SINGAPORE - The status of the High Speed Rail project between Singapore and Malaysia will come up for discussion during next week's Parliament sitting starting on Monday (July 9), with six MPs having filed questions on the matter.
The issue has generated interest and concern following pronouncements in May by Malaysian Prime Minister Mahathir Mohamad that Malaysia plans to scrap the multi-billion dollar project that is already underway.
Dr Mahathir has also been quoted saying that he had not formally informed Singapore of the decision.
According to the agenda for the Parliament sitting, MPs including Mr Ang Wei Neng (Jurong GRC), Mr Sitoh Yih Pin (Potong Pasir SMC), and Ms Cheng Li Hui (Tampines GRC) want to know the costs that Singapore has already incurred since June 2018, and whether it can be recovered should Malaysia renege on the agreement to build the line linking Jurong and Kuala Lumpur.
Mr Ang said he tabled the question in part due to concerns of residents who "have been asking whether it is on or off". The HSR station is to be located in Jurong, and his residents have been looking forward to the convenience the rail line will bring, and anticipating a boost to the value of their property among other things, he said.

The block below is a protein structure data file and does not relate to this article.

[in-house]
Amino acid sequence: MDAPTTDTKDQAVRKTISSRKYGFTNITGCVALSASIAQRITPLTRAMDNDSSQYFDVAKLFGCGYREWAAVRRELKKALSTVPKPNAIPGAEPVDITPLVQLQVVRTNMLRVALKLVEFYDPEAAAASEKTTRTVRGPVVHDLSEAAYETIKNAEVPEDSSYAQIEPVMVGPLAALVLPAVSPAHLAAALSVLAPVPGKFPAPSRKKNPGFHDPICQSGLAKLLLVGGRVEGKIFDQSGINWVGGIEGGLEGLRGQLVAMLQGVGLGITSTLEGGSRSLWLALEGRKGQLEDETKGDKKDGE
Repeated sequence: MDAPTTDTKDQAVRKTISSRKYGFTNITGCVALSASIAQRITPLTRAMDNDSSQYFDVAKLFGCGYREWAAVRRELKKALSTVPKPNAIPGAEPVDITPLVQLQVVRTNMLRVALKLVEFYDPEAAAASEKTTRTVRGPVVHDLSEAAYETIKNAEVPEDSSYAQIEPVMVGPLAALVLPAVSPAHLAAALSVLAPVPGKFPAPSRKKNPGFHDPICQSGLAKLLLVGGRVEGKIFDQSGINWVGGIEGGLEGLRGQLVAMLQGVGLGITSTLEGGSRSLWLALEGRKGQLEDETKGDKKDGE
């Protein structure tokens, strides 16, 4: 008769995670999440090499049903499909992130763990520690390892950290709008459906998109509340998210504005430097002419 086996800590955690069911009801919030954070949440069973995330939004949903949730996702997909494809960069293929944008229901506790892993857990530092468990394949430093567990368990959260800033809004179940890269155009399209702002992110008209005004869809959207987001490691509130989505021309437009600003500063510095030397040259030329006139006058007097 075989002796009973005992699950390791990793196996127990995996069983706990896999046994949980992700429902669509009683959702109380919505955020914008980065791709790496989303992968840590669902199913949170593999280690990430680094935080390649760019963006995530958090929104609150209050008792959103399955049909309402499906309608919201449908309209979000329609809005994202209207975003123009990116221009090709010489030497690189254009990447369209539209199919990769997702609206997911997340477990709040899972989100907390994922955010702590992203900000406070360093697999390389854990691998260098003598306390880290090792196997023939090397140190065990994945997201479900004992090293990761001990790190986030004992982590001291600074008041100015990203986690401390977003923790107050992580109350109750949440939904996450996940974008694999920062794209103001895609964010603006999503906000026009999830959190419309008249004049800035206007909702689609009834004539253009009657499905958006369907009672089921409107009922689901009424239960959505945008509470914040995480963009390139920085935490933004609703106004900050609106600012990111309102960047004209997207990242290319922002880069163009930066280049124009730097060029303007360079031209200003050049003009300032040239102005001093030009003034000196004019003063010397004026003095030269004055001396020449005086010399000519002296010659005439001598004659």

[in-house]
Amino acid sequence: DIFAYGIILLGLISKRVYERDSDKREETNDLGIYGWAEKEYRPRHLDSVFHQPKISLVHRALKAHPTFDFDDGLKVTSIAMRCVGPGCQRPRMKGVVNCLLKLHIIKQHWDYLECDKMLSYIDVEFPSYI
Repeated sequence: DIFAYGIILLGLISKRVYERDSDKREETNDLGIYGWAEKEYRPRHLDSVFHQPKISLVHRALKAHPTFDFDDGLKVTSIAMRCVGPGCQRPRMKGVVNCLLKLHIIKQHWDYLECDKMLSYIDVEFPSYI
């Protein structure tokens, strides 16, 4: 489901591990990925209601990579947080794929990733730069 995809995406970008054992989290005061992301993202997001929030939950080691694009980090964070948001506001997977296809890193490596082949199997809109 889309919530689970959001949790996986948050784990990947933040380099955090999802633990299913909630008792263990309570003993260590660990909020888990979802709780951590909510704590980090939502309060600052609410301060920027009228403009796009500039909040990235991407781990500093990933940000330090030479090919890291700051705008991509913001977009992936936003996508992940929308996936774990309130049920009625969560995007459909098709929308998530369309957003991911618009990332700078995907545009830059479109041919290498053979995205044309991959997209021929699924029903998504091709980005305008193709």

Others such as Mr Pritam Singh (Aljunied GRC) and Non-constituency MP Daniel Goh asked how the cancellation of the project would affect Government revenues and expenditure.
Mr Singh, who is the Workers' Party chief,said the scrapping of the project would have implications on the Government's spending on infrastructure. "If, indeed, the HSR project is not going forward, then it begs the question: Is that going to affect the Government's timeline with regard to the implementation of GST (Goods and Services Tax)?" he added.
The issue has thrown up questions about the bilateral ties between Singapore and Malaysia, and Mr Christopher de Souza (Holland-Bukit Timah GRC) wants to know whether both countries will continue to have a mutually beneficial relationship.
Another issue to do with foreign affairs will also get an airing, with MPs concerned about how the trade war between the United States and China will affect Singapore.
Nominated MP K. Thanaletchimi wants to know if there will be any impact on Singapore workers and consumers, as well as Singapore's strategy to overcome any resulting challenges.
Closer to home, MPs will also talk about the closure of bike-sharing firm oBike, cost of living, and salaries for work permit holders.
Some oBike users were unable to get a refund of their deposit, and MPs such as Mr Seah Kian Peng (Marine Parade GRC) have asked how they can get their money back.
The Chinese-founded firm announced its sudden exit from the Singapore market last month, and owes about US$4.6 million (S$6.3 million) in deposits to users.
During the sitting, which is expected to stretch over two days, the House will also debate seven Bills and hear from five NMPs who will speak on education as the foundation for the future.